The Central Health Equity Policy Council is hoping to amend Austin’s Smoking in Public Places Ordinance.
“Tobacco, we always say, kills more than AIDS, crack, heroin, cocaine, alcohol, car accidents, fire, murder and suicide combined. And it's entirely preventable,” said Dr. Phil Huang with the City of Austin Health and Human Services Department.
The proposed amendment would ban electronic cigarettes anywhere smoking is prohibited. It would also ban smoking or vaping on patios at bars and restaurants.
“I definitely would choose not to stick around if I was near someone smoking,” said Aubrey Wilkerson who often visits bars in East Austin.
Smoking is already banned inside of bars, restaurants and music venues. So far, electronic cigarettes have slipped through the cracks. Central Health said it's time to add them to the indoor smoking ban.
“One of the things about electronic cigarettes is that they're very new now, so I think there's a lot of information that's lacking and people don't know, but people can't say they're safe,” Huang said.
“I'd say, if they're going to propose the vaping inside ban, I agree with that. I think that that should be outside where it's more comfortable for people,” said Denis O’Donnell, co-owner of The White Horse.
The other amendment to the ordinance is more controversial. Central Health would like to prohibit smoking and vaping on patios at bars and restaurants.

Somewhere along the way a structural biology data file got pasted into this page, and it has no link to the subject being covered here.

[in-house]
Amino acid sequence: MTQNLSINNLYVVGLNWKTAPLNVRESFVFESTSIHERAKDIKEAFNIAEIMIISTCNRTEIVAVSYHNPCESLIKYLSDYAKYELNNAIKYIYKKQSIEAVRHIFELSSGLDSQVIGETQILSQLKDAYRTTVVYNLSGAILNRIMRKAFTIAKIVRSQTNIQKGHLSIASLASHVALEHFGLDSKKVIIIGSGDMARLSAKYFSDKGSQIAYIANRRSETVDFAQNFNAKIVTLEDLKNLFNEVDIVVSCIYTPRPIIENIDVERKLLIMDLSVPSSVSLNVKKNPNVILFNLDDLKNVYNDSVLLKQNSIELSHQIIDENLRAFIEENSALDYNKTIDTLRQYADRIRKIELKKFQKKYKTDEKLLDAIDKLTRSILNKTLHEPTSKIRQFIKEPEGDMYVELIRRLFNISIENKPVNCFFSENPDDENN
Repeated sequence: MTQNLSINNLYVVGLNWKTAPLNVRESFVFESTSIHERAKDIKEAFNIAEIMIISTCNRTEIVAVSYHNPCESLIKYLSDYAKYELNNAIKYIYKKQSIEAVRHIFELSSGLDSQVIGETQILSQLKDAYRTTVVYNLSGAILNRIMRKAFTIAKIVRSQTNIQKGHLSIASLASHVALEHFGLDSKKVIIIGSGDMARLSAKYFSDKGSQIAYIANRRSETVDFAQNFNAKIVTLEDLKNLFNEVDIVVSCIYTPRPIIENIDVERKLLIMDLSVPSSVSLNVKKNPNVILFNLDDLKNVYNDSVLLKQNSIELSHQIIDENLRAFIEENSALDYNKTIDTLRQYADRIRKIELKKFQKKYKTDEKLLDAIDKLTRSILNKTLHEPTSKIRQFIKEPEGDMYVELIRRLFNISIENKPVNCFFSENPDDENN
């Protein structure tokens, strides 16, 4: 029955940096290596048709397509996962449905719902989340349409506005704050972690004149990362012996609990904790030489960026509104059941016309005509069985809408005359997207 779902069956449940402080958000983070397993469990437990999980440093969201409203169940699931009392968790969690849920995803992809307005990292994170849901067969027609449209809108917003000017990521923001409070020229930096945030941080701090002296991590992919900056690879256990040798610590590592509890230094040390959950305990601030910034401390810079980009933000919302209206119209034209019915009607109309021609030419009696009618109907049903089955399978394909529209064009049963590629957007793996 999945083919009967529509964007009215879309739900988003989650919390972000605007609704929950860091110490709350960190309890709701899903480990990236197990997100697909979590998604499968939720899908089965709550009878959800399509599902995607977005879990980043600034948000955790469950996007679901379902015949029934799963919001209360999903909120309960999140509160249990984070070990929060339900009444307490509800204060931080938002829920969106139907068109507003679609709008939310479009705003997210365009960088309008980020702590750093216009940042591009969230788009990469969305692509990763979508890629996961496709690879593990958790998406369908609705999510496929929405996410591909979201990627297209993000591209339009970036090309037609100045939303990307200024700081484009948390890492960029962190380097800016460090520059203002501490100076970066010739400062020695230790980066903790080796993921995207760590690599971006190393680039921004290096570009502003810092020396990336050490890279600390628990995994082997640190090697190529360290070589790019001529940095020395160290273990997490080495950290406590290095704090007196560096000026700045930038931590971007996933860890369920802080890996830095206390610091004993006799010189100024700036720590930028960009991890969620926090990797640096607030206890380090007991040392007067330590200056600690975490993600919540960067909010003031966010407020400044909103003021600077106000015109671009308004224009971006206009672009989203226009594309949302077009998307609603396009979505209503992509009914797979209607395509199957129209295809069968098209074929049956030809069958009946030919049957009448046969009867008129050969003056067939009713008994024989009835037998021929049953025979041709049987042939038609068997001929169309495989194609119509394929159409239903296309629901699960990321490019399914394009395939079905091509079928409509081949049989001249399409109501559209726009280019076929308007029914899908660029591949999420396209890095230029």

“What’s been seen is that in those outdoor settings, within proximity of six feet or so, you can actually get exposure levels that are comparable to that you would see in indoor settings with secondhand smoke,” said Huang.
O’Donnell said that kind of ban would create problems many bars aren't prepared to handle.
“Having half of our patrons having unattended drinks sitting inside, not knowing whose drink it is, that's a safety issue as well,” said O’Donnell.
O’Donnell said he would have to have a bouncer whose sole responsibility would be to make sure drinks don't go in and out of the bar. And having customers standing on the street would be a serious liability.
“Now, they have walked off of my property and I am still liable as a business owner for their safety,” said O’Donnell.
Not to mention the effect it could have on revenue if O’Donnell’s customers take their butts somewhere else.
“Austin has a massive nightlife, more so than most cities, so it would be a serious economic blow for all of us,” he said.
“You hear this narrative about that it's going to lower attendance at bars, but you never hear the flip side of people who don't go out because of smoking,” Wilkerson said.
Central Health expects to bring the amended ordinance to City Council between November and December. O’Donnell said he and other industry leaders will fight until it goes up in smoke.